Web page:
The McAllens are a white family who’ve just acquired a farm. The Jacksons are the black tenants who till that land. The families have no prior history with each other, yet they are each partakers of an older narrative based on the colour of their skin. The social norms that follow this divide fuel the tension in this period drama.
As a case study of characters, Mudbound allows us to connect with these characters. The audience, for instance, knows that Jamie is everything his brother Henry isn’t. He’s charming, considerate and romantic. Henry is aware of this difference; so is his wife Laura (Carey Mulligan). In the other household, while one of Jackson’s sons wants to be a farmer like his father, his daughter dreams of becoming “the first coloured stenographer”.
Helped by top-notch editing, the film is narrated back in time and showcases relationships born of unexpected circumstances. When Jamie returns after the war, so does Ronsel (Jason Mitchell), one of Jackson’s three sons. Both have seen friends die. Both have killed for their country. Both display signs of Post Traumatic Stress Disorder.
In many ways, events may have gone differently if not for the war. If Ronsel hadn’t fought on the frontlines, steering tanks through Belgium and France, he may have never realised that Europeans, unlike his countrymen, didn’t treat him differently. If the Oxford-educated Jamie hadn’t seen the ravages of war up close, he may never have offered Ronsel a drink from his bottle, or given him a ride up front in his truck. This was a time when riding with a coloured man in the front seat was strictly forbidden.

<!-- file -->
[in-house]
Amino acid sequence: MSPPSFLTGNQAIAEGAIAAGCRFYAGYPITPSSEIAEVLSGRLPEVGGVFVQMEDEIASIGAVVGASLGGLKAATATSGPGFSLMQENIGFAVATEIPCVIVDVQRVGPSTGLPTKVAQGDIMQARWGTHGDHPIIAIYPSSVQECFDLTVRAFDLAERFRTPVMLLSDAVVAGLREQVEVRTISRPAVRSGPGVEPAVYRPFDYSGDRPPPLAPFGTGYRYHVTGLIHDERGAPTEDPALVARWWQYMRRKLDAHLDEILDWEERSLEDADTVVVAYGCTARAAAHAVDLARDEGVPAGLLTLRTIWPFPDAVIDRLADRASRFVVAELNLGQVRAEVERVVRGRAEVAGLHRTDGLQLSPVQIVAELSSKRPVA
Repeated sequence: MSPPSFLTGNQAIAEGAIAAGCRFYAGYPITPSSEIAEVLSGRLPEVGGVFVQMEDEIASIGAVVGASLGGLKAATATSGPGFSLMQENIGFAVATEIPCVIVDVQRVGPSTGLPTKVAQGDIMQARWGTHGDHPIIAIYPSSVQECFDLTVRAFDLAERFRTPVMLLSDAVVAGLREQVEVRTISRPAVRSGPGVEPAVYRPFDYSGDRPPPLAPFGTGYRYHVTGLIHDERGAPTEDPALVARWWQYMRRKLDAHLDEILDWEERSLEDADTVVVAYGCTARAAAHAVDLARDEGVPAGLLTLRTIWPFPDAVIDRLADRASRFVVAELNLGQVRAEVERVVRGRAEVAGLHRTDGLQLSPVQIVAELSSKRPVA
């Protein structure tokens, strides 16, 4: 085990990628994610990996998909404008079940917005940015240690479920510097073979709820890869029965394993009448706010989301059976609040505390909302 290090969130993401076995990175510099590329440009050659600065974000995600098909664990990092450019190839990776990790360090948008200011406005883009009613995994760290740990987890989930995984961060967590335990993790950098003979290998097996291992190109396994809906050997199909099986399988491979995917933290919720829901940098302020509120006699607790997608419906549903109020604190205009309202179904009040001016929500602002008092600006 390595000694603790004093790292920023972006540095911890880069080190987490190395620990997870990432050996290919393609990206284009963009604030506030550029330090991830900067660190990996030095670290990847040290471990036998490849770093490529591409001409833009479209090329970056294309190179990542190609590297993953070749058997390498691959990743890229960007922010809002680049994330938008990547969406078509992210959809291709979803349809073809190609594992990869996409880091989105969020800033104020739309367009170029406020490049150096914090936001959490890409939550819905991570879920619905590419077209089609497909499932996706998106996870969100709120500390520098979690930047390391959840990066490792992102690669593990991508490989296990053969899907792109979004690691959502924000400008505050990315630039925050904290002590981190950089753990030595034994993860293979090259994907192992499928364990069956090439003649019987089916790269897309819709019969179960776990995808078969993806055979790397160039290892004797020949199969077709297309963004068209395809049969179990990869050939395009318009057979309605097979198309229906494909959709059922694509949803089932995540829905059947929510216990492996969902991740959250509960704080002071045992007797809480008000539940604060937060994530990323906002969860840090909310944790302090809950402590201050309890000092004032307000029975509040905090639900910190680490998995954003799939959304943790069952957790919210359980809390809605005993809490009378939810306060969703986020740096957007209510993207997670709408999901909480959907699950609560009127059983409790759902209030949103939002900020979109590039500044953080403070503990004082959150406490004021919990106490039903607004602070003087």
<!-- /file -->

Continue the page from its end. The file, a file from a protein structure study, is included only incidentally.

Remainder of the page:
Details such as these enrich the story. For instance, when Ronsel bumps into the McAllens in a department store for the first time after the war, Pappy McAllen (Jonathan Ray Banks), who’s just finished welcoming Jamie home, isn’t pleased to see a black man wearing the military uniform. And, when Ronsel is about to walk out the front door, instead of the back, he accuses him of not knowing his place.
Almost as a complement to the film’s cinematography, when Laura walks across a mucky sienna field covered in boot-shaped patches, she says, “I dreamed in brown.” Such is the brilliance of Rachel Morrison’s cinematography that every shot is hauntingly evocative and thick with portentousness.
Even as panel members of the Academy of Motion Picture Arts and Sciences decide if a film backed by a streaming service qualifies for a “regular” feature nomination for an Academy Award, Netflix’s Mudbound continues to drum up support.
Highly sensitive in its portrayal of an America divided by colour, Mudbound is an ambitious project to weave together several narratives. It does so brilliantly, and in a manner that’s as contemporary as possible.
On the surface, it may appear that the land is all that matters: some crave it, others own it, but everyone slogs on it, working till their bones break and the blisters on their hand tear open. But barely do the protagonists focus on land.
Packing in six varying perspectives is no mean feat, but Rees makes it appear seamless. Combined by stirring performances such as Rob Morgan’s (who plays Hap Jackson), it’s no surprise that both critics and audiences are hoping Mudbound makes it to the Oscars.